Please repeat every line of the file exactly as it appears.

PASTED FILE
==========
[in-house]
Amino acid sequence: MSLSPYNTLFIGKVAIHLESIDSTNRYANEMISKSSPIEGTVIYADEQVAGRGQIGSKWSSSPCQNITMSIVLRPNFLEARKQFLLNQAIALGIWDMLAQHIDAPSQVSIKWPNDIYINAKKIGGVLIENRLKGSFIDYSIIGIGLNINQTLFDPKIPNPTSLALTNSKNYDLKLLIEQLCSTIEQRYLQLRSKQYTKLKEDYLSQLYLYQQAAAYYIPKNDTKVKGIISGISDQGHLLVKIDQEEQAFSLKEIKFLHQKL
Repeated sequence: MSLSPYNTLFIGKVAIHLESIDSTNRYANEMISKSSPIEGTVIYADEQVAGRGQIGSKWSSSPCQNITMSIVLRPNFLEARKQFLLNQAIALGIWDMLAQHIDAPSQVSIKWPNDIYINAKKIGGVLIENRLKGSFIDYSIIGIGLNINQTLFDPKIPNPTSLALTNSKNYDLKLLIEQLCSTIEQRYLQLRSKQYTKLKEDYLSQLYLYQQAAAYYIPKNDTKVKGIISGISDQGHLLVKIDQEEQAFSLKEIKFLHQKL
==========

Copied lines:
[in-house]
Amino acid sequence: MSLSPYNTLFIGKVAIHLESIDSTNRYANEMISKSSPIEGTVIYADEQVAGRGQIGSKWSSSPCQNITMSIVLRPNFLEARKQFLLNQAIALGIWDMLAQHIDAPSQVSIKWPNDIYINAKKIGGVLIENRLKGSFIDYSIIGIGLNINQTLFDPKIPNPTSLALTNSKNYDLKLLIEQLCSTIEQRYLQLRSKQYTKLKEDYLSQLYLYQQAAAYYIPKNDTKVKGIISGISDQGHLLVKIDQEEQAFSLKEIKFLHQKL
Repeated sequence: MSLSPYNTLFIGKVAIHLESIDSTNRYANEMISKSSPIEGTVIYADEQVAGRGQIGSKWSSSPCQNITMSIVLRPNFLEARKQFLLNQAIALGIWDMLAQHIDAPSQVSIKWPNDIYINAKKIGGVLIENRLKGSFIDYSIIGIGLNINQTLFDPKIPNPTSLALTNSKNYDLKLLIEQLCSTIEQRYLQLRSKQYTKLKEDYLSQLYLYQQAAAYYIPKNDTKVKGIISGISDQGHLLVKIDQEEQAFSLKEIKFLHQKL